Now, Mueller’s investigations leave one major mission unfinished: meting out justice to the intelligence, congressional, FBI and DOJ officials who appear to have used a political dirty trick to falsely weave an unproven narrative of Russia collusion.

Unverified political opposition research never should be treated as actionable intelligence or Foreign Intelligence Surveillance Act (FISA) evidence, as it was in this case.

Just hours before Mueller’s report arrived, new evidence emerged of just how egregious the FBI acted in the early days of the Russia probe.

Fox News’s brilliant reporter Catherine Herridge obtained new text messages Friday showing Deputy FBI Director Andrew McCabeAndrew George McCabeThe FBI should turn off the FARA faucet John Durham's endgame: Don't expect criminal charges Carter Page sues over surveillance related to Russia probe MORE and his chief lawyer, Lisa Page, were discussing credibility issues and “bias” about a key human source whose work was to support the FISA warrant used to first spy on the Trump campaign in October 2016.

Those credibility issues likely were hidden from the judges who approved the warrant of Trump campaign adviser Carter Page (no relation to Lisa Page). As I have reported, the FBI also possesses emails showing concerns with the evidence it was going to use to support the FISA warrant.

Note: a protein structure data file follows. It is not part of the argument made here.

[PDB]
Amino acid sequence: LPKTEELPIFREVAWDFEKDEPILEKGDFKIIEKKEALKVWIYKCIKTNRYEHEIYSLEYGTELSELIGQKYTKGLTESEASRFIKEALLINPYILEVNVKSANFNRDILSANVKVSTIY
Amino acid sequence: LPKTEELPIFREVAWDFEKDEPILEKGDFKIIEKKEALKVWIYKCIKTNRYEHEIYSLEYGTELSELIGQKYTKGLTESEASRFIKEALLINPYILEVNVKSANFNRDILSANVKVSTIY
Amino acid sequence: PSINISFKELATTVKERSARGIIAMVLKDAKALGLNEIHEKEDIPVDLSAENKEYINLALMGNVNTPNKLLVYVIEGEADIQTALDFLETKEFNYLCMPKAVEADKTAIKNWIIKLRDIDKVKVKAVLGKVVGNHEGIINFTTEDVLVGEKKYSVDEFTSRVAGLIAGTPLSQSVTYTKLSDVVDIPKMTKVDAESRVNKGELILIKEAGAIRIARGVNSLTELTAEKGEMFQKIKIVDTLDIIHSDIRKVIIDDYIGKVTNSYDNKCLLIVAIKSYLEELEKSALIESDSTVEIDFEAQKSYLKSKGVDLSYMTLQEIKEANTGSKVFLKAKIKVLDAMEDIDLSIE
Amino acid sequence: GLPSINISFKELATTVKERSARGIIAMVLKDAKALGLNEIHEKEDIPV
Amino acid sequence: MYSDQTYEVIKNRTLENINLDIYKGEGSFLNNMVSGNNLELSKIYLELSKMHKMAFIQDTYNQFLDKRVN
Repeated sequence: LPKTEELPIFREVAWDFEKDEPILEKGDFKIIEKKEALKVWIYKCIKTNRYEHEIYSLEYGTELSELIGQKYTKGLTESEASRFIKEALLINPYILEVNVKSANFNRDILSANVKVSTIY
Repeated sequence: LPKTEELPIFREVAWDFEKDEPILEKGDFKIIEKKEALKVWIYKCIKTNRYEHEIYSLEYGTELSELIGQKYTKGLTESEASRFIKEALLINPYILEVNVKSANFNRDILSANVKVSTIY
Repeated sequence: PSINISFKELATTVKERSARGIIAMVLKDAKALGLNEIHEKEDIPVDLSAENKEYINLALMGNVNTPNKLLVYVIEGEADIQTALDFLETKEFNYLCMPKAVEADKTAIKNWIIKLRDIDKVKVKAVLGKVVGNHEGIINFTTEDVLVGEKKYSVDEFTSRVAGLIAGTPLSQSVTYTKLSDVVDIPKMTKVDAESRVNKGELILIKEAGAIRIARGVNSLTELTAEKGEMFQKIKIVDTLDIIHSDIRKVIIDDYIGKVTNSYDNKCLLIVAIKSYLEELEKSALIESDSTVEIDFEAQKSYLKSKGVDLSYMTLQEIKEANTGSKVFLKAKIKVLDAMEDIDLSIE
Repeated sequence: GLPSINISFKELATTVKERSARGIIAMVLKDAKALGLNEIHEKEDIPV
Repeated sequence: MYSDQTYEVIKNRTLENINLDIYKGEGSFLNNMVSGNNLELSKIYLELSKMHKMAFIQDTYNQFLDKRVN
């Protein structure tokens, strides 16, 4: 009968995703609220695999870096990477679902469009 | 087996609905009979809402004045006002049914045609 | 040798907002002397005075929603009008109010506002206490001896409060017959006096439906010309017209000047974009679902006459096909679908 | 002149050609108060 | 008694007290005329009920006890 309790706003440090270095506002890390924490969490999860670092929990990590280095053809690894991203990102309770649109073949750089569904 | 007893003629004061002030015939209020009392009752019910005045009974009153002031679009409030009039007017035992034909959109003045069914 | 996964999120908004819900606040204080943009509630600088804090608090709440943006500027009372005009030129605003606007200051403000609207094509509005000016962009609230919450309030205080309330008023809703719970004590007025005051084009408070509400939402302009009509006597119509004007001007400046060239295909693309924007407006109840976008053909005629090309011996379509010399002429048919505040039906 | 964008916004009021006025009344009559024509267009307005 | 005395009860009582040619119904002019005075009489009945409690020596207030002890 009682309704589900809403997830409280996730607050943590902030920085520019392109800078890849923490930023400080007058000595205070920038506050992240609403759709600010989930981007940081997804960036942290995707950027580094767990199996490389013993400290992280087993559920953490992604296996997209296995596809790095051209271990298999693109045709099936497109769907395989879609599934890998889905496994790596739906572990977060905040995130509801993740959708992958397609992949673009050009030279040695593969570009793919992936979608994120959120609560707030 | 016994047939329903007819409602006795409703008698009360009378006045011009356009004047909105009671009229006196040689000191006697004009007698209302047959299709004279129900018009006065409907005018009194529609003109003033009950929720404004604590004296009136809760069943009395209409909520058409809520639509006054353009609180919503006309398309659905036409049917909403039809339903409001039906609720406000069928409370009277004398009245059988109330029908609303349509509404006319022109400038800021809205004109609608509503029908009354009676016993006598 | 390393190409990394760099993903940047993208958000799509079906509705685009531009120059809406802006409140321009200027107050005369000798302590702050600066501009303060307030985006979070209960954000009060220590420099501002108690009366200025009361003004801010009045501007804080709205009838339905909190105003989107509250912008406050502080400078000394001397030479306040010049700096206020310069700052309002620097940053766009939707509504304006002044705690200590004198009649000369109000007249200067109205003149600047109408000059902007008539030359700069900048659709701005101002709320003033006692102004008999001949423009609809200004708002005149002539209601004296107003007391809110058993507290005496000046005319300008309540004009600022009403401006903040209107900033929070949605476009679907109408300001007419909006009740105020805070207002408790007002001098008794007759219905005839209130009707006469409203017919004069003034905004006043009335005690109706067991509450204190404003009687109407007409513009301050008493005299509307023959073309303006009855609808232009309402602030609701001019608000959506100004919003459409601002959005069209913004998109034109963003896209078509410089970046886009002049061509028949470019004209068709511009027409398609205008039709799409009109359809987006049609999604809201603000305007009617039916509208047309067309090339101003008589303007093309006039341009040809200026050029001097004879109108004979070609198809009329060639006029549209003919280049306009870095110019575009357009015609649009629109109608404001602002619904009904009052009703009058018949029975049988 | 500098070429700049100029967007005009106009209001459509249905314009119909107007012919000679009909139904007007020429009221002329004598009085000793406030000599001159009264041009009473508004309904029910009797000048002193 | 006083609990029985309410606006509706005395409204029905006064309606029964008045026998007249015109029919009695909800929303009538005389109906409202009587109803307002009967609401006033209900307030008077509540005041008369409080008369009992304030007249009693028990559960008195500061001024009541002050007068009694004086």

Likewise the bureau didn’t disclose to the court that:

Such omissions are so glaring as to constitute defrauding a federal court. And each and every participant to those omissions needs to be brought to justice.

An upcoming DOJ inspector general’s report should trigger the beginning of that accountability in a court of law, and President Trump can assist the effort by declassifying all evidence of wrongdoing by FBI, CIA and DOJ officials.